Why Election Integrity Is a National Security Issue

Autocrats have long exploited fault lines in American society to send the message that our form of governance is untenable.

On January 7, 2021, in the immediate aftermath of riots by Donald Trump supporters at the U.S. Capitol, Chinese foreign ministry spokeswoman Hua Chunying appeared before reporters to compare attempts to undermine democracy in America to ongoing efforts among Hong Kong’s citizenry to preserve it.

“[Americans] all condemned it as ‘a violent incident’ and the people involved as ‘rioters,’ ‘extremists’ and ‘thugs’ who brought ‘disgrace.’ Now compare that with what the Hong Kong violent protesters were called, like ‘a beautiful sight’ you brought up and ‘democratic heroes.’ They said that ‘American people stand with them,’” Hua said, referring to the city’s pro-democracy demonstrations last year. “What's the reason for such a stark difference in the choice of words? Everyone needs to seriously think about it and do some soul-searching on the reason.” 

Iranian Supreme Leader Ali Khamenei, as is often the case, was less tactful in articulating how Tehran, Beijing, and other adversaries perceived the events of January 6. “Have you seen the situation in the U.S.? This is their democracy and this is their election fiasco,” Khamenei said on Twitter. “Today, the U.S. and ‘American values’ are ridiculed even by their friends.” 

In the year since the 2020 presidential election was called for Joe Biden, American political figures and partisan media have done the U.S.’s global enemies work for them, sabotaging public confidence in our oldest democratic institutions through relentless disinformation. In a Marist poll from November 1 of this year, nearly 4 in 10 Americans responded that they don’t have a “great deal” or “good amount” of trust that elections are fair. Only 33 percent of Republicans said they would trust the accuracy of the election results in 2024 if the GOP nominee for president didn’t win.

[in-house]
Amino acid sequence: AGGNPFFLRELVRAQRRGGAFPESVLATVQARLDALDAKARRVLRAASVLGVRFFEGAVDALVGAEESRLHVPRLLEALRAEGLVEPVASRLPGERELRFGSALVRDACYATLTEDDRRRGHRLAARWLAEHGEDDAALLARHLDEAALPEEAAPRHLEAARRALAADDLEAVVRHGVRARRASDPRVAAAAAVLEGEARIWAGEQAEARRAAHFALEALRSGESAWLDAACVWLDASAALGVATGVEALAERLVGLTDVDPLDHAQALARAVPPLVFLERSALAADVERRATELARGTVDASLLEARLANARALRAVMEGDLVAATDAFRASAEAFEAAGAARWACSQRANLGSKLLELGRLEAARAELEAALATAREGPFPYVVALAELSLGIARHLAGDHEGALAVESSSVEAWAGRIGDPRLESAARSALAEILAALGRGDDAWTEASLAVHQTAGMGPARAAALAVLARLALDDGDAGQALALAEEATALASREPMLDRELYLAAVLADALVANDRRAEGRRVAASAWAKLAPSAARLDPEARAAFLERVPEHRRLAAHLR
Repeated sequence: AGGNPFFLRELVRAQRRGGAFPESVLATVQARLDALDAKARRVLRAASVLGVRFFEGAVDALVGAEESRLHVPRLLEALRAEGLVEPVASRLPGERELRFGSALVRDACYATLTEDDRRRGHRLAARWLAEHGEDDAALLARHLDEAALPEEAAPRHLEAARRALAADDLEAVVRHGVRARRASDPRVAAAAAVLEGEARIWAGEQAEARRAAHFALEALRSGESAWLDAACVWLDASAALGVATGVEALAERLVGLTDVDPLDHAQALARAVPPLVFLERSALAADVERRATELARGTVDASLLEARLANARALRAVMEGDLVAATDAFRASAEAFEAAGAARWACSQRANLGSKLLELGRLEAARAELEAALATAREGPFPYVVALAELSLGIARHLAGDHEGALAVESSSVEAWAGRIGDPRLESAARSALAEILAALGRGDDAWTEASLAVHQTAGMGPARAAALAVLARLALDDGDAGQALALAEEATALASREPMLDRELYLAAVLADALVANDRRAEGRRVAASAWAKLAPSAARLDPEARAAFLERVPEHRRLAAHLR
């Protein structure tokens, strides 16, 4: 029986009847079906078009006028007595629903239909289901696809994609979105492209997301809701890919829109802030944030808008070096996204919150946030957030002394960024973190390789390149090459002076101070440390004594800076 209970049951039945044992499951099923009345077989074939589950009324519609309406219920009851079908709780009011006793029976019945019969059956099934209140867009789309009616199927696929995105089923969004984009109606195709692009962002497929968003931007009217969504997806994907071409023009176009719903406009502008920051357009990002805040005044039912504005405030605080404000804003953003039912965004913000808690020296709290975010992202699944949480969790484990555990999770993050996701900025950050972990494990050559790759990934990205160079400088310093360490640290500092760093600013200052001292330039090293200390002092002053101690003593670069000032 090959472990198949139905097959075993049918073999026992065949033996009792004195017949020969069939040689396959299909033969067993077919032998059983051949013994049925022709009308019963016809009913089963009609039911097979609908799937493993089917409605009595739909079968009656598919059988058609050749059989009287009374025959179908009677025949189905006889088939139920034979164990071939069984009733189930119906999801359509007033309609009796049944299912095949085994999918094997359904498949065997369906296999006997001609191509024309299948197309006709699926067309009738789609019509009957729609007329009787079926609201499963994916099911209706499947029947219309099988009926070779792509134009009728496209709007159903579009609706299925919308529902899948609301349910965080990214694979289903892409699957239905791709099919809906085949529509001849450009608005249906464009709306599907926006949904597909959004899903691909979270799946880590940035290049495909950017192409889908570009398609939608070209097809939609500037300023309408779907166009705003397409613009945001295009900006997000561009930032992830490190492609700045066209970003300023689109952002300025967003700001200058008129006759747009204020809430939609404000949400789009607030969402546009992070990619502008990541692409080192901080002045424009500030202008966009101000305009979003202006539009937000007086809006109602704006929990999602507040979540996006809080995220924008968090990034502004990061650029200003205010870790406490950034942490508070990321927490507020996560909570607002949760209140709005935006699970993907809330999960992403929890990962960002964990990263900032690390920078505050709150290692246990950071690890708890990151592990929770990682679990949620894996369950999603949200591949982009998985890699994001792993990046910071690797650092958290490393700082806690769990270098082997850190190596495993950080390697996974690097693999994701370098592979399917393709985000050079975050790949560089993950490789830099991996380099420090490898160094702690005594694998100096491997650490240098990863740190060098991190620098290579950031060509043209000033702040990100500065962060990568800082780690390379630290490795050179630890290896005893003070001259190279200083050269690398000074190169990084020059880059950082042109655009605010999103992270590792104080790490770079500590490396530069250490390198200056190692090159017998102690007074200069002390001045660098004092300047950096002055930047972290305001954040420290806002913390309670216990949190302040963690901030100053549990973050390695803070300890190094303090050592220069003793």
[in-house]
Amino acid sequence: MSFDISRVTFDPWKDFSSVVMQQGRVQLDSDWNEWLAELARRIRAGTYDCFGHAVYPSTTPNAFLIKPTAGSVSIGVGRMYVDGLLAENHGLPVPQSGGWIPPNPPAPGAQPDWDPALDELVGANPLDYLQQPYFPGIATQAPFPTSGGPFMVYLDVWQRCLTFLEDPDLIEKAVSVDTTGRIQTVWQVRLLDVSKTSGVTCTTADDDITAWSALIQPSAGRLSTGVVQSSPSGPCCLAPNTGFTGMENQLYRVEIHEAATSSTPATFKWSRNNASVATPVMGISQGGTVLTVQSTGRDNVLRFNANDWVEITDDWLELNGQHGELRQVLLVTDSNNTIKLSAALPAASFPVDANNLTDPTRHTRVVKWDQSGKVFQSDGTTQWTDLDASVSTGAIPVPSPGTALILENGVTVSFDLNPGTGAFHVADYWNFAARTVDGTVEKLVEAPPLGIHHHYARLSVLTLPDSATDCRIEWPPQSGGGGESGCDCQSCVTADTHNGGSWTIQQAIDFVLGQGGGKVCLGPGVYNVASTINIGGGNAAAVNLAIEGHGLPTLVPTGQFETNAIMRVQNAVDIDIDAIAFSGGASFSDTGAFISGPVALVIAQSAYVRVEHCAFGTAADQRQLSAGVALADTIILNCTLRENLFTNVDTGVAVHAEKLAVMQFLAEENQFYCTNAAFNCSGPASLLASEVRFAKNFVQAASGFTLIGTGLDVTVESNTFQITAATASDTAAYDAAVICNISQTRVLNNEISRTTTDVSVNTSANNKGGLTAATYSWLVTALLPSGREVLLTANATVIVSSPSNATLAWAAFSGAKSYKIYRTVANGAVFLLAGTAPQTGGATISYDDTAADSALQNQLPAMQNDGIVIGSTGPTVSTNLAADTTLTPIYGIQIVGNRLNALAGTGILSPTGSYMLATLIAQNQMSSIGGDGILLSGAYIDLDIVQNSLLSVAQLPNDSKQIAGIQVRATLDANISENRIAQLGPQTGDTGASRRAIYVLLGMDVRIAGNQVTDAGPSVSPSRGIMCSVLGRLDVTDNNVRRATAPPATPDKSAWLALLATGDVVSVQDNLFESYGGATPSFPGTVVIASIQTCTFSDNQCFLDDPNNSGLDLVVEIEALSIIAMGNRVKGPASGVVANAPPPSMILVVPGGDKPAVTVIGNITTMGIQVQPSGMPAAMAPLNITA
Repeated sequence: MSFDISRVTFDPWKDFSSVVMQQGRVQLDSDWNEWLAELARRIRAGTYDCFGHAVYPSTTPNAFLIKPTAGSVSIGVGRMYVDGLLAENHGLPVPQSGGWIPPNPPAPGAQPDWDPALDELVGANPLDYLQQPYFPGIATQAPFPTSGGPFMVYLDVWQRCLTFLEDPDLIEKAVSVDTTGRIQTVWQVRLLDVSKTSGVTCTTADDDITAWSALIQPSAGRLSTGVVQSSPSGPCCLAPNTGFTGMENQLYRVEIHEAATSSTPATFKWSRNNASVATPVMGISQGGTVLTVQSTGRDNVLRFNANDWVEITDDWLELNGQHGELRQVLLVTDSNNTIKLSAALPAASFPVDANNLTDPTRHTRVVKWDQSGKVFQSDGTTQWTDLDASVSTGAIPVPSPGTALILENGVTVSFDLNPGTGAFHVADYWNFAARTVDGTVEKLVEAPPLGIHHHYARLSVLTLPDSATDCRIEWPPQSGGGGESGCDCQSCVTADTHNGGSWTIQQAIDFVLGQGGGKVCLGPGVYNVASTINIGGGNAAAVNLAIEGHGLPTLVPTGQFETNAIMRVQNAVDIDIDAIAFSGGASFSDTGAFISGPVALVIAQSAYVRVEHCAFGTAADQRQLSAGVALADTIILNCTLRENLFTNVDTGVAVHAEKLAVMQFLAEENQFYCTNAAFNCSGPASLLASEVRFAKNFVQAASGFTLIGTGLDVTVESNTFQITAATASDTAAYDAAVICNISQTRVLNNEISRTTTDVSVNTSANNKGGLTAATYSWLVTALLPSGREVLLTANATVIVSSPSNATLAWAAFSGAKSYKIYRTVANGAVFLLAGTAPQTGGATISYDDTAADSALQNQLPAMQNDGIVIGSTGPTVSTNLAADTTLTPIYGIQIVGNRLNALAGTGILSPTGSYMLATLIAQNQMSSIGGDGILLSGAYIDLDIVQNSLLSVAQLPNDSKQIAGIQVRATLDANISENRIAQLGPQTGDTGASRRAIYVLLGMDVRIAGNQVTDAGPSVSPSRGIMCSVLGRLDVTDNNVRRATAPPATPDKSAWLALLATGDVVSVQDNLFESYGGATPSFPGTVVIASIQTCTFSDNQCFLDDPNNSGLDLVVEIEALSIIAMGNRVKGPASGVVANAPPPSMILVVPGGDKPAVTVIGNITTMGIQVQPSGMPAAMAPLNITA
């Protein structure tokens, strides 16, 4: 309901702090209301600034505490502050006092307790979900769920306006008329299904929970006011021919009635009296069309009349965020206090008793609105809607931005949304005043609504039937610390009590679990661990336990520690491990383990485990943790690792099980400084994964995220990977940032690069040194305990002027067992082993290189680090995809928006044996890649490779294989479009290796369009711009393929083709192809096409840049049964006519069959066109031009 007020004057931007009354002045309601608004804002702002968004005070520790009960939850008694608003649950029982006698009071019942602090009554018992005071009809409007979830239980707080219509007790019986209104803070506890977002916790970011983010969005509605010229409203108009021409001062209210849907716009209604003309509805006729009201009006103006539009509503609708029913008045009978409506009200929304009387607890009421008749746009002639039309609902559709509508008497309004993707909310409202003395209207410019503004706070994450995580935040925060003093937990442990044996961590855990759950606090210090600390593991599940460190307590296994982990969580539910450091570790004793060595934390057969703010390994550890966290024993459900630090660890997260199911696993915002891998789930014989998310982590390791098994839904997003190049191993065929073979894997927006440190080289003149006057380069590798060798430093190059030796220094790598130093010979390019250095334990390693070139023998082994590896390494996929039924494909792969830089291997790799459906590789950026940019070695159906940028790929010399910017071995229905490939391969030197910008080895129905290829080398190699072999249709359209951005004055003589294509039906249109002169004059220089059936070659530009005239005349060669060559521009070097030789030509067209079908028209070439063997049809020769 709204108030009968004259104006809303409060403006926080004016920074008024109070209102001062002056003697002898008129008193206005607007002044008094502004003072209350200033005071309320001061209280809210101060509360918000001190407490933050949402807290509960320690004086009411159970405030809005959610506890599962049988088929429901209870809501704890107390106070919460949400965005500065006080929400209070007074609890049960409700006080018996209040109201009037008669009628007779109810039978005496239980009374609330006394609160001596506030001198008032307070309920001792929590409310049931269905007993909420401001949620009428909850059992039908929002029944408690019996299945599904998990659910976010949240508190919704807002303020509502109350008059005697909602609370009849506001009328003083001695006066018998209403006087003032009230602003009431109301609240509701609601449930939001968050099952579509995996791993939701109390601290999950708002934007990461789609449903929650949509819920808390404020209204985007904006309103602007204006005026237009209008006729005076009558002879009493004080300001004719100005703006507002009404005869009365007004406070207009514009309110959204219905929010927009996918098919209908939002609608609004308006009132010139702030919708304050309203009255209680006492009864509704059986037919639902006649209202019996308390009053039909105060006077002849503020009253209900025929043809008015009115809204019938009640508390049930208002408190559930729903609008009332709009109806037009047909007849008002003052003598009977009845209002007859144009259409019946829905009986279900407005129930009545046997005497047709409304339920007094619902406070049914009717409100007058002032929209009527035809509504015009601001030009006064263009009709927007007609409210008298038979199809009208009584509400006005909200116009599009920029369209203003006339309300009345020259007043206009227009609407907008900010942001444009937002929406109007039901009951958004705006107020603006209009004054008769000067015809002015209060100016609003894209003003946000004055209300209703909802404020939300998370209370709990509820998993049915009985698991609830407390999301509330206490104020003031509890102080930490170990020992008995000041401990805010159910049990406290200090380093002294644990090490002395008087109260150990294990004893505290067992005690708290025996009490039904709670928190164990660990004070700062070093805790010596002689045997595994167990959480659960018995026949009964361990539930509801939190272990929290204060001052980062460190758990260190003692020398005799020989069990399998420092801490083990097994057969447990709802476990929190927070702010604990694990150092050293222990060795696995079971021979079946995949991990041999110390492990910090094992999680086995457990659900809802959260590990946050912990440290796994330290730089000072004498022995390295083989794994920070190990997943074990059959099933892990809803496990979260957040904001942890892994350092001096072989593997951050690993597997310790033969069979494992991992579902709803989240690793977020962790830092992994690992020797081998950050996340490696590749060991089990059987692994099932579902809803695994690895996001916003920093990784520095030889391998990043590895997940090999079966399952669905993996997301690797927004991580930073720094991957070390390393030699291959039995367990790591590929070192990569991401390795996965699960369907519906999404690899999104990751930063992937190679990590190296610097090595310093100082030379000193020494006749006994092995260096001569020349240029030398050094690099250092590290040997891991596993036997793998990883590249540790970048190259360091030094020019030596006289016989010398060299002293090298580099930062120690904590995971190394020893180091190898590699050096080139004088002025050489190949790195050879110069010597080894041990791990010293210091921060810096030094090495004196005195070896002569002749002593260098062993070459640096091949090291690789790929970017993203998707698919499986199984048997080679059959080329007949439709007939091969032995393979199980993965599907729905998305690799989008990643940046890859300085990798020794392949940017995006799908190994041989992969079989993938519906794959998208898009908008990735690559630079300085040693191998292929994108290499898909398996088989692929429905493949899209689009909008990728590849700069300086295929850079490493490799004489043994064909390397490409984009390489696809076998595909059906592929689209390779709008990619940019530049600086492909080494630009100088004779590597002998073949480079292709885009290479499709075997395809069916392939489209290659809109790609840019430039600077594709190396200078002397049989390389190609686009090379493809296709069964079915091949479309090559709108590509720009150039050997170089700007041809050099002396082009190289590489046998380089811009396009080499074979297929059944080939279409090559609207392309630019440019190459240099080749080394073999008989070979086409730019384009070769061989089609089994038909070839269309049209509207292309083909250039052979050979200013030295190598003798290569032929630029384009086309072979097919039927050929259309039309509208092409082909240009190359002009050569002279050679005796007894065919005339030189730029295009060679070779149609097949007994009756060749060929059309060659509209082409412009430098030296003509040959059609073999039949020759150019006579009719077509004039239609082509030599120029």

Former government officials tell The Dispatch that this crisis of confidence, correctly understood, amounts to a national security emergency. 

“What’s happening is domestic actors who are carrying out efforts to undermine trust in the electoral process are being amplified by foreign adversaries, who have repeated and propagated their claims,” said Michael Chertoff, Department of Homeland Security secretary under former President George W. Bush. “When you have an event like January 6, it’s a gift to the Chinese autocratic leadership. It gets to say to its people, ‘you want democracy in Hong Kong. That’s what you’re going to get, violence.’”

Chertoff was one of nearly 100 former policy officials, Cabinet secretaries, military officers, and cybersecurity officials who signed onto an open letter by the nonprofit Protect Democracy calling on Congress to combat persistent threats to the American electoral system ahead of the 2022 and 2024 elections through legislation. In addition to laws protecting election administrators, the letter advocated for additional safeguards against irresponsible, partisan audits.

Protecting our election processes at home also helps us abroad. Autocratic leaders have long exploited pre-existing fault lines in American society to send the message, to their own populace and to the U.S.’s allies, that our form of governance is untenable. For at least five years, the electoral system has been the particular target of such efforts.

“In 2016, we saw the Russians targeting systems that run elections, voter registration databases specifically, but then also creating narratives, building audiences, and driving social media chatter,” Matt Masterson, former head of election security at the  Cybersecurity and Infrastructure Security Agency (CISA) during the Trump administration, told The Dispatch. “What we saw in 2020 was largely just them amplifying existing U.S. domestic narratives. They didn’t have to create the audiences or narratives themselves, they simply had to share them.”

The rapid proliferation of domestic-produced and foreign-circulated disinformation has a tangible impact on not just public confidence in our democratic processes, but in our ability to carry out those processes properly. A June 2021 report by New York University’s Brennan Center for Justice found that 1 in 3 election officials felt unsafe in their job amid ongoing threats of violence after last year’s election. This phenomenon contributed to a mass exodus from the profession, which is expected to cause staff shortages in the upcoming midterms.